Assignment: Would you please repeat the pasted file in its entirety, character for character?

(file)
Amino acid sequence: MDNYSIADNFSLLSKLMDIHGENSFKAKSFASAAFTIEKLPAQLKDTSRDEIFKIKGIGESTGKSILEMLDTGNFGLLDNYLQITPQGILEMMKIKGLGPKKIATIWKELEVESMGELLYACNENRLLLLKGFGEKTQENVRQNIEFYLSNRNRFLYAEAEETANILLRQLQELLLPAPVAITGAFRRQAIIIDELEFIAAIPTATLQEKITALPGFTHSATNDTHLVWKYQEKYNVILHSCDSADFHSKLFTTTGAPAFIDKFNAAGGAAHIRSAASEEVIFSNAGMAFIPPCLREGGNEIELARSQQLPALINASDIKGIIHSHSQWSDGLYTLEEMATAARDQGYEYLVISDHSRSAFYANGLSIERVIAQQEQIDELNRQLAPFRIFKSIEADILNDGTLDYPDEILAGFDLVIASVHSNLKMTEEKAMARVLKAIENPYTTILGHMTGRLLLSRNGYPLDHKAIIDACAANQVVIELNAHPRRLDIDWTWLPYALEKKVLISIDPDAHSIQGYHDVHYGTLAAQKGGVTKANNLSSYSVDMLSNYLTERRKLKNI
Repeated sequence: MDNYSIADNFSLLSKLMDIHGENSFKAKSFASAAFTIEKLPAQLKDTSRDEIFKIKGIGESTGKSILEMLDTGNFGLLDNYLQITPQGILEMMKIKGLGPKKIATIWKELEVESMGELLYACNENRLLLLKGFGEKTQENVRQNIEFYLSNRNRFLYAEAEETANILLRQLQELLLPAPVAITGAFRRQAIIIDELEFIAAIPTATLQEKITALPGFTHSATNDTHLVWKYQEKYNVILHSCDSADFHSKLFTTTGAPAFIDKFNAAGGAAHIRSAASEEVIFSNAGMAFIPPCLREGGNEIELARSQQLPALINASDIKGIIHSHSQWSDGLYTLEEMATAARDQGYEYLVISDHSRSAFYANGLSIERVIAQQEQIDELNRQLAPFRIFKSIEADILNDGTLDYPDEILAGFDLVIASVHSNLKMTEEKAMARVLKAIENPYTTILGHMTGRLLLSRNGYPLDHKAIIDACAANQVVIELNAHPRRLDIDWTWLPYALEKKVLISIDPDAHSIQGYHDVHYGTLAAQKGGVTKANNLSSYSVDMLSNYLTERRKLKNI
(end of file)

Amino acid sequence: MDNYSIADNFSLLSKLMDIHGENSFKAKSFASAAFTIEKLPAQLKDTSRDEIFKIKGIGESTGKSILEMLDTGNFGLLDNYLQITPQGILEMMKIKGLGPKKIATIWKELEVESMGELLYACNENRLLLLKGFGEKTQENVRQNIEFYLSNRNRFLYAEAEETANILLRQLQELLLPAPVAITGAFRRQAIIIDELEFIAAIPTATLQEKITALPGFTHSATNDTHLVWKYQEKYNVILHSCDSADFHSKLFTTTGAPAFIDKFNAAGGAAHIRSAASEEVIFSNAGMAFIPPCLREGGNEIELARSQQLPALINASDIKGIIHSHSQWSDGLYTLEEMATAARDQGYEYLVISDHSRSAFYANGLSIERVIAQQEQIDELNRQLAPFRIFKSIEADILNDGTLDYPDEILAGFDLVIASVHSNLKMTEEKAMARVLKAIENPYTTILGHMTGRLLLSRNGYPLDHKAIIDACAANQVVIELNAHPRRLDIDWTWLPYALEKKVLISIDPDAHSIQGYHDVHYGTLAAQKGGVTKANNLSSYSVDMLSNYLTERRKLKNI
Repeated sequence: MDNYSIADNFSLLSKLMDIHGENSFKAKSFASAAFTIEKLPAQLKDTSRDEIFKIKGIGESTGKSILEMLDTGNFGLLDNYLQITPQGILEMMKIKGLGPKKIATIWKELEVESMGELLYACNENRLLLLKGFGEKTQENVRQNIEFYLSNRNRFLYAEAEETANILLRQLQELLLPAPVAITGAFRRQAIIIDELEFIAAIPTATLQEKITALPGFTHSATNDTHLVWKYQEKYNVILHSCDSADFHSKLFTTTGAPAFIDKFNAAGGAAHIRSAASEEVIFSNAGMAFIPPCLREGGNEIELARSQQLPALINASDIKGIIHSHSQWSDGLYTLEEMATAARDQGYEYLVISDHSRSAFYANGLSIERVIAQQEQIDELNRQLAPFRIFKSIEADILNDGTLDYPDEILAGFDLVIASVHSNLKMTEEKAMARVLKAIENPYTTILGHMTGRLLLSRNGYPLDHKAIIDACAANQVVIELNAHPRRLDIDWTWLPYALEKKVLISIDPDAHSIQGYHDVHYGTLAAQKGGVTKANNLSSYSVDMLSNYLTERRKLKNI